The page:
5 Actors Who Famously Played Two Iconic Sitcom Roles
If a comic actor gets lucky — say, Jerry Seinfeld — they can create an all-time favorite sitcom character and coast off the residuals forever. But what are the odds of lightning striking twice (or even a third or fourth time), with sitcom actors not only landing new roles but making those new characters legendary as well? Here are five funny people who make it hard to choose which celebrated sitcom role to remember them for…
Mary Tyler Moore
Carl Reiner cast a mostly unknown, 24-year-old MTM to play a comedy writer’s wife, Laurie Petrie. Moore paid him back with a performance that earned her two Emmys. “When we hired her, nobody knew who she could sing and dance. And I didn’t know that I could,” Dick Van Dyke told CBS Mornings. “We thought we were the best dance team since Astaire and Rogers and we thought we were the best comedy team since Laurel and Hardy.”
Then she one-upped herself by winning four Emmys for her role as Mary Richards, the single gal/TV news producer featured in The Mary Tyler Moore Show. (The idea that a woman could work and be single? Revolutionary!)
Improbably, O’Neill was starring in a stage production of John Steinbeck’s Of Mice and Men when a casting director caught his performance and thought he’d be perfect for the role of Married… With Children’s Al Bundy. Say what now?
After 11 seasons as the Bundy patriarch, it seemed unlikely that O’Neill would once again find sitcom stardom. We didn’t hear much from the guy for a decade, but then boom! He showed up as Jay Pritchett on Modern Family, a funny father about as different from Al Bundy as you can get.
After floundering for three miserable seasons on Saturday Night Live — give her a break, she was 21! — no one could have predicted the star Louis-Dreyfus would become on Seinfeld. Elaine Benes alone is responsible for several catchphrases that are still with us today — yada yada yada, spongeworthy, get out! Plus, there’s the dance.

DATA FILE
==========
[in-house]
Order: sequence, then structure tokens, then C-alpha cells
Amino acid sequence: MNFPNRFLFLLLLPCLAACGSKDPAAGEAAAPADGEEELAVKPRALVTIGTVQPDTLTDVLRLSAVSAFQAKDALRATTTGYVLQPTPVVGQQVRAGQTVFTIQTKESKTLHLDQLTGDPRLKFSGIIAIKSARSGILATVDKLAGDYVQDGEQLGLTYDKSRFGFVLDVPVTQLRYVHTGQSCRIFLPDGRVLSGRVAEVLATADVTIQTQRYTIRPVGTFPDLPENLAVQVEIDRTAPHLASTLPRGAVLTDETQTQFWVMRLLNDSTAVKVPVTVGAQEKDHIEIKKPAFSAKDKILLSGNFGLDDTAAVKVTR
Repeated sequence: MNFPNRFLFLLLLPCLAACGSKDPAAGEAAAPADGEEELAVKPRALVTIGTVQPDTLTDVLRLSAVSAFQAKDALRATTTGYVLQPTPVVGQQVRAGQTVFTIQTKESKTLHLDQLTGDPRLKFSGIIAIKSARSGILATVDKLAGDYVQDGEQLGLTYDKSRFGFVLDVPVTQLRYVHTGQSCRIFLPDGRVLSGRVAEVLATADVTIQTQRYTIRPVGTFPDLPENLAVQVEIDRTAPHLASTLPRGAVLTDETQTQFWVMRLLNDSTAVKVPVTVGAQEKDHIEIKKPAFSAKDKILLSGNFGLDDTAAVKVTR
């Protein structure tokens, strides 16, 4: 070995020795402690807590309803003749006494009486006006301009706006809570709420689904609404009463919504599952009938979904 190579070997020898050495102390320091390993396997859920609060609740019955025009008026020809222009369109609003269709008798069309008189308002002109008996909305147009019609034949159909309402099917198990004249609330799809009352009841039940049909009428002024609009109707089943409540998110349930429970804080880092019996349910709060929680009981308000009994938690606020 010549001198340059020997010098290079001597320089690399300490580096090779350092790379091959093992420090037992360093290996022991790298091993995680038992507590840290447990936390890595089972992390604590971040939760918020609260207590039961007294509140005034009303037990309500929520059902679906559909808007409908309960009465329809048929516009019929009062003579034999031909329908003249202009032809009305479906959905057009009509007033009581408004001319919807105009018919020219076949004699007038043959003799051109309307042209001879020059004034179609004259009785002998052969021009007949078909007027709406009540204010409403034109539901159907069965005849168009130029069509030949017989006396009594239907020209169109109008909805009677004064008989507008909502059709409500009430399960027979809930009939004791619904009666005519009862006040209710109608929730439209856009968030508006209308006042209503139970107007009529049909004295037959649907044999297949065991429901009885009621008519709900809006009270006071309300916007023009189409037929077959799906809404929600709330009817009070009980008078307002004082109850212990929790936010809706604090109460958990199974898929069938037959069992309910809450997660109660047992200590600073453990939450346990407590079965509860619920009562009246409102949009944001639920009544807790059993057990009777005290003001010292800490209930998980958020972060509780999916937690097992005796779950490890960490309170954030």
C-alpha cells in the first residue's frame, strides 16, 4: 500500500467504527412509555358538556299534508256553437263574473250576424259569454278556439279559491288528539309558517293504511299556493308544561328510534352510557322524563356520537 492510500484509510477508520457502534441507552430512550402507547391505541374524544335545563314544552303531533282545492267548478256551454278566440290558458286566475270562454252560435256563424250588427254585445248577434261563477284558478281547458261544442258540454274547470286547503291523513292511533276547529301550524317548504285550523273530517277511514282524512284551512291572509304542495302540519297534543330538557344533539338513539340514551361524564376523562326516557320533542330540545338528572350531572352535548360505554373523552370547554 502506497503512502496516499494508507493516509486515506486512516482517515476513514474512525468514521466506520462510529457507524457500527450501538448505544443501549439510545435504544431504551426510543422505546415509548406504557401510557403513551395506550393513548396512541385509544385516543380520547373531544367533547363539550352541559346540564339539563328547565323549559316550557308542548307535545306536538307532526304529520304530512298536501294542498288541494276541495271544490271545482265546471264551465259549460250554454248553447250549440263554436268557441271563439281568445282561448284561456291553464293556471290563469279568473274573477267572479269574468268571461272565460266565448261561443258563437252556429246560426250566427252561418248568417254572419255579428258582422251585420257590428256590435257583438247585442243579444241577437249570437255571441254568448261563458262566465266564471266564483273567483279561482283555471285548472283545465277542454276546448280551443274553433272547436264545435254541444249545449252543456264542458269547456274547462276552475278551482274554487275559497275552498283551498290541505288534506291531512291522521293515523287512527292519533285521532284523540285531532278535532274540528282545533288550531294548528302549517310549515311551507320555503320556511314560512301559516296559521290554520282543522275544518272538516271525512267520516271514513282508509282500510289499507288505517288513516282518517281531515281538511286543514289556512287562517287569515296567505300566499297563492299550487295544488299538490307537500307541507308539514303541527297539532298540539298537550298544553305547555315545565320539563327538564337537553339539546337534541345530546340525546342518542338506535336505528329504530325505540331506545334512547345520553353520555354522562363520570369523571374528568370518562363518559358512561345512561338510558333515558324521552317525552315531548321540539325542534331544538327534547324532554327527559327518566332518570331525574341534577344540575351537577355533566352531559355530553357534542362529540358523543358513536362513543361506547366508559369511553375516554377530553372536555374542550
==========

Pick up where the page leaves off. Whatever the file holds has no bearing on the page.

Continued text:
One could argue she struck gold a second time with The New Adventures of Old Christine, a show for which she received five consecutive Emmy nominations, including a win. But if we’re talking iconic status, Louis-Dreyfus will go down in TV history as Selina Meyer in Veep. Turns out that profane and angry JLD is one of our favorite JLDs.
Speaking of Seinfeld, Stiller turned what could have been a colorful bit part into Frank Costanza, the walking meme machine.
Stiller’s character was so beloved that Kevin James drafted him to play essentially the same guy on King of Queens, only this time they named him Arthur Spooner.
There’s only one correct answer to “best sitcom of the 1980s” and Ted Danson’s Sam Malone was the rock around which the producers built Cheers. Somehow, the guy pulled off two will-they-or-won’t-they? romances with the show’s female leads.
As for Danson’s second iconic role? You could go with the titular Becker, a sitcom that ran for six years. Or Bored to Death’s George Christopher. Heck, Ted Danson playing Ted Danson is one of the funniest characters on Curb Your Enthusiasm. But Danson’s best late-career sitcom role has to be afterlife architect Michael on The Good Place, a role that added three more Emmy nominations to his very long list.